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Saturday, January 31, 2009

getting around.

- They get around. CBC has an interactive map tracking recent junkets by PC Cabinet Ministers.

- I've heard that oil companies are continuing to buy farmland to build Upgraders near Redwater, so I wasn't surprised to read this story.

- Jason Morris at has written up an easy to follow timeline following the RCMP raids of Alberta Justice and Service Alberta offices. More here.

- The Canadian Political Science Students' Association (CPSSA) are holding their national conference in Edmonton from February 4 to 7th. Hosted by the University of Alberta Political Science Undergraduate Association, the conference, 'Challenges to Peace,' will feature speakers from across Canada.

- Ken Chapman has written an interesting post on bonuses in the bailed out banking industry.

Friday, January 30, 2009

mla salary freeze honest or politically convenient?

I suppose Albertans are supposed to be grateful about the proposed voluntary salary freeze by PC MLAs? But just how seriously should we take this move?

It was only 8 months ago, when the price of oil was rolling high, that Premier Ed Stelmach and his Cabinet gave themselves a 30% to 34% pay hike in a closed-door meeting where Ministers hiked their salaries by $42,000, to $184,000, and Stelmach's by $54,000, to $213,450 (making Stelmach the highest paid Premier in Canada). As far as I can't remember, none of the 71 other PC MLAs publicly questioned the pay hike.

Albertans may also remember that in another closed-door Cabinet meeting nearly a year ago, Stelmach and his cabinet changed Alberta's proposed conflict-of-interest rules so that they wouldn't apply to any PC Ministers retiring or defeated after the March 3, 2008 election. This decision was made behind closed doors only hours before Stelmach called the 2008 election, and exempted out-going Ministers such as former Finance Minister Lyle Oberg and Energy Minister Greg Melchin.

So, when I hear Premier Stelmach tell Albertans that PC MLAs are "going to show leadership in this regard," I can't help but wonder why they didn't start showing leadership a year ago?

Wednesday, January 28, 2009

david swann meets ed stelmach, and faces challenges from inside the liberal caucus.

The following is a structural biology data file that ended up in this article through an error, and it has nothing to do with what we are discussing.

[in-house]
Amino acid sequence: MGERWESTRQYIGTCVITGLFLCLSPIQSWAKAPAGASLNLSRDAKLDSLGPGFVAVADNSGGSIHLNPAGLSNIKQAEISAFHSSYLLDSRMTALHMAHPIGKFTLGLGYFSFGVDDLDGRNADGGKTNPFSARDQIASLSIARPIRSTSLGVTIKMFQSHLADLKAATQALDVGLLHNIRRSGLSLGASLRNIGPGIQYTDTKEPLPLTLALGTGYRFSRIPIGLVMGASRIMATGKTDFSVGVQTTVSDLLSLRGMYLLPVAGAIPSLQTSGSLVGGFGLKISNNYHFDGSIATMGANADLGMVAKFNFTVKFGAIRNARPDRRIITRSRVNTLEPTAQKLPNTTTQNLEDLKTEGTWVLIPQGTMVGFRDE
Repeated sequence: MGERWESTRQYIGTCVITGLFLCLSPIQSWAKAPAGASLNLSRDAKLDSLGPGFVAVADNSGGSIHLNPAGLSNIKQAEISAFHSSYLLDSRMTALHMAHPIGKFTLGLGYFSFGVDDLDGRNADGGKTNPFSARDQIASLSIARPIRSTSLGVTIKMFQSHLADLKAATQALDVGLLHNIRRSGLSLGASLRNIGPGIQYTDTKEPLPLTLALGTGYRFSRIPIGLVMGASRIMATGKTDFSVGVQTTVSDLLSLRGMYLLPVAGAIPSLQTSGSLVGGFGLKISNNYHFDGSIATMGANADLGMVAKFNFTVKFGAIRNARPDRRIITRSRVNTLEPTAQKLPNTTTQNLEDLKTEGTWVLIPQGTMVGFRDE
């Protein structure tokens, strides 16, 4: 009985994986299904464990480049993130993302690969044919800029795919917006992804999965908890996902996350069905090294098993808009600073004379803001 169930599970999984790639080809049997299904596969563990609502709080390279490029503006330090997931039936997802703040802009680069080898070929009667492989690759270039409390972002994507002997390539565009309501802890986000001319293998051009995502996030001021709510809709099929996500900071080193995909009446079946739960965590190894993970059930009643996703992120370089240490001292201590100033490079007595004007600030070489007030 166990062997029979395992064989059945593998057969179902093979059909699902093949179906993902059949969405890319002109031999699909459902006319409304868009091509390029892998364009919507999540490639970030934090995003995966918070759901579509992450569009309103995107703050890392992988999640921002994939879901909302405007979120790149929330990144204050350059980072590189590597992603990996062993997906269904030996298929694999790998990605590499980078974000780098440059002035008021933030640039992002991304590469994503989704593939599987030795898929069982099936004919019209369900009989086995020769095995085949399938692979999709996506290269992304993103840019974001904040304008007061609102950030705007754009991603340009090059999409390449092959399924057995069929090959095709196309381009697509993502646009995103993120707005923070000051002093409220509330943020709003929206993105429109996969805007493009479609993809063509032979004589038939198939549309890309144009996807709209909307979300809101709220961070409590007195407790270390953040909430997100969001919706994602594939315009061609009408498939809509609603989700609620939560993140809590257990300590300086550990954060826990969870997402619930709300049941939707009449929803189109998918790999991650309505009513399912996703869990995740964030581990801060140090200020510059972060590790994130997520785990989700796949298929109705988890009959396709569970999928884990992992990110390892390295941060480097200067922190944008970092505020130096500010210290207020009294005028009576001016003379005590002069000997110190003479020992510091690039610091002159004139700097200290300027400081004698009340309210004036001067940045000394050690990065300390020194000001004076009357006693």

Liberal Opposition leader David Swann and PC Premier Ed Stelmach met yesterday to discuss niceties and the upcoming provincial budget. This is a positive step for both party leaders, and I hope that for Albertans sake, some semblance of civility can be preserved between the two men.

Swann's challenge will be to balance the 'spirit of cooperation' while actually providing an effective opposition to the governing PCs in the Legislature (and this is probably as difficult as it sounds). It remains to be seen if the toxically partisan environment in the Legislative Assembly will allow any civility between the two party leaders to survive when the Legislature begins sitting in February. Up until the Fall 2008 Session of the Legislature, the tension between Stelmach and former Liberal leader Kevin Taft had gotten so heated that Stelmach would frequently accuse Taft of being a Red Menace.

He must also be weary of not taking a route too close to the one taken by former Liberal leader Ken Nicol. When replacing defeated leader Nancy MacBeth in 2001, then-Lethbridge-East MLA Nicol's quiet and polite tone made it easy for the Klein PCs to railroad over the Legislative opposition and the Raj Pannu-led NDP to garner much of the media attention, leaving the newly reduced Liberal caucus (7 MLAs elected in 2001, down from 18 in 1997) in their weakest position in over a decade.

While striking a conciliatory tone with Premier Stelmach may be a productive start, Swann is likely aware of the challenges he faces within his caucus.

Managing Edmonton-Gold Bar MLA Hugh MacDonald and Calgary-Currie MLA Dave Taylor are likely going to be key challenges in keeping the rag-tag caucus together. MacDonald, who appears to have become almost obsessed with unearthing PC scandals, has fine-tuned the exercise of crying wolf, diluting the opposition Liberals' position on many issues. As Swann's former leadership challenger, Taylor holds some forceful opinions on the direction of the opposition and the Liberal Party which clash with some of Swann's ideas (not that I believe a different name will solve the Liberal Party's organizational and psychological problems, but more on that later).